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Pinpointing solar-cell efficiency.

Pinpointing solar-cell efficiency

Guided by a detailed theoretical model, a team of Stanford University researchers has squeezed a record performance out of a novel solar cell. Their prototype "point-contact" silicon cell recently achieved a 27.5 percent efficiency in converting concentrated sunlight into electricity. This is the highest efficiency yet attained by any photovoltaic device.

"This work is a real benchmark in establishing what silicon technology can do," says Don Schueler, solar programs manager at the Sandia National Laboratories in Albuquerque, N.M. "This efficiency is much higher than what was believed to be the practical, achievable efficiency just a few years ago."

"It has come the closest in performance to what we feel needs to be achieved for photovoltaic cells used in utility systems," says Edgar DeMeo of the Electric Power Research Institute (EPRI) in Palo Alto, Calif., a utilities-sponsored research center that funded much of the Stanford work. "What encourages us is that . . . it really looks like the cell can be made using techniques that are well established within the electronics industry for making integrated circuits."

The idea is to use lenses to concentrate sunlight onto small photovoltaic cells specially designed to operate efficiently in high-intensity sunlight. The point-contact cell has several features that make it particularly efficient.

First, each single-crystal silicon chip, about one-fourth the size of a postage stamp and only 0.1 millimeter thick, has a "texturized" upper surface to spread out incoming light. The mirrorlike lower surface helps trap light within the material so that more can be absorbed.

Furthermore, all of the surfaces have a thin silicon dioxide layer except at the points where the current is conducted out of the cell. This layer reduces the chance of light-ejected electrons recombining with the "holes" left behind. Otherwise, less current is generated. In conventional solar cells, both the top and bottom surfaces must be coated with conducting materials, which tend to increase such losses.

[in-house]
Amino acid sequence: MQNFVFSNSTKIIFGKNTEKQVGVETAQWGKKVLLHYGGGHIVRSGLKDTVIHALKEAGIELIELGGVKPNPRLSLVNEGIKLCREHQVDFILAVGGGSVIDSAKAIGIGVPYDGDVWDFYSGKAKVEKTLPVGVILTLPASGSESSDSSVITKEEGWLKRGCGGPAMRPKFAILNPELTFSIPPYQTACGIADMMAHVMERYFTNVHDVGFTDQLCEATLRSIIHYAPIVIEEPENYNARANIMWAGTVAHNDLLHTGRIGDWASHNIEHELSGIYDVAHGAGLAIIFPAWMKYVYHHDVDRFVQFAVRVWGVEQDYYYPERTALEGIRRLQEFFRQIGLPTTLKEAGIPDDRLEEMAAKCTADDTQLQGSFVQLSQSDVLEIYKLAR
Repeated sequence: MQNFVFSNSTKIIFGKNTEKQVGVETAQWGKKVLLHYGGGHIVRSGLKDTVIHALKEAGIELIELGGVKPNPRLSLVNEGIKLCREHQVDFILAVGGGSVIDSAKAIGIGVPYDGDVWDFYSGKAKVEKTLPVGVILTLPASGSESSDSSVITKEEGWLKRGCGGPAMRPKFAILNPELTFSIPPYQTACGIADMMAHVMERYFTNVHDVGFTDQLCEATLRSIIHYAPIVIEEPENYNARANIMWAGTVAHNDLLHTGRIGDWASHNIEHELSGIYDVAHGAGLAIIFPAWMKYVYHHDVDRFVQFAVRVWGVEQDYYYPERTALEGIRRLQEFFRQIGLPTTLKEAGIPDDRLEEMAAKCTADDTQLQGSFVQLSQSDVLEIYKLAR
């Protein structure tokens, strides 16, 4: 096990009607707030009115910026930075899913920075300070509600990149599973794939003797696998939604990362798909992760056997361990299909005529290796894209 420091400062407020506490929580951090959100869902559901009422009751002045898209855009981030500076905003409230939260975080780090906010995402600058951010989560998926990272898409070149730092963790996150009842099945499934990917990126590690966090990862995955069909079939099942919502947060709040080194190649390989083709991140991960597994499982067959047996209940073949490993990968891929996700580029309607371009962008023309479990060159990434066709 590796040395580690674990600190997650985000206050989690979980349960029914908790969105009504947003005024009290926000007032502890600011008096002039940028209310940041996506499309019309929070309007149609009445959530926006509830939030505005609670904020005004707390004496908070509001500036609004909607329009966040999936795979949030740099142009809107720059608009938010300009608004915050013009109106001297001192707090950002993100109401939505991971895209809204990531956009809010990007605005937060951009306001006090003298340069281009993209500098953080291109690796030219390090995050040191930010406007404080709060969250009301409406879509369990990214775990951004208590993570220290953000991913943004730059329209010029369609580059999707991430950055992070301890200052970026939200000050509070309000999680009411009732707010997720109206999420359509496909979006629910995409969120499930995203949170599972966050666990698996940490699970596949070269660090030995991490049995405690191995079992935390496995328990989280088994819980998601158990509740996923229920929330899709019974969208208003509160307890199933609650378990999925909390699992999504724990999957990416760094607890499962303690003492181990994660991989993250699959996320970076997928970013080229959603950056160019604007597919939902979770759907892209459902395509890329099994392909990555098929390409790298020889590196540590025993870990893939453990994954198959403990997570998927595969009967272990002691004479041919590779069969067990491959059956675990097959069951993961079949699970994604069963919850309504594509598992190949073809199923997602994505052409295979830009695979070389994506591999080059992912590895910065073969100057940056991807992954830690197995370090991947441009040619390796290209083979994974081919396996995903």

In the point-contact cell, a polka-dot pattern of tiny doped-silicon regions is scattered across the silicon crystal's lower surface just above the silicon dioxide layer. Fine aluminum threads that penetrate the silicon dioxide layer collect the current from each of these points.

"All of this combines to give us a much higher current from this cell than from a conventional cell," says electrical engineer Richard Swanson, leader of the Stanford group.

The only experimental photovoltaic devices that now come close to the Stanford cell's efficiency are ones made from gallium arsenide. However, gallium arsenide is much more costly and difficult to process. Commercially available silicon solar-cell panels without concentrators rarely exceed an efficiency of 12 percent.

The Stanford researchers are now refining their design to improve their cell's performance to the 29 percent level that their calculations show is possible. "In addition," says Swanson, "we're going to be working on ways of mounting the cell."

Meanwhile, EPRI is putting together a program to see if this solar cell can be manufactured at a sufficiently low cost. "It looks good," says DeMeo, "but we've got to be sure that we're not dealing with just a laboratory curiosity. It'll be three or four years before we know what we've got." If the initial investigations work out, then utilities may start testing the use of these solar-cell arrays for large-scale power generation.

"The improvement of efficiency from the 22 to 24 percent region, where we were a number of months ago, up to 27.5 percent is very significant," says Schueler. "It certainly brings down the overall cost per watt of electricity produced. And we're probably not at the end of what can be achieved yet."
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Author:Peterson, Ivars
Publication:Science News
Date:Apr 26, 1986
Words:603
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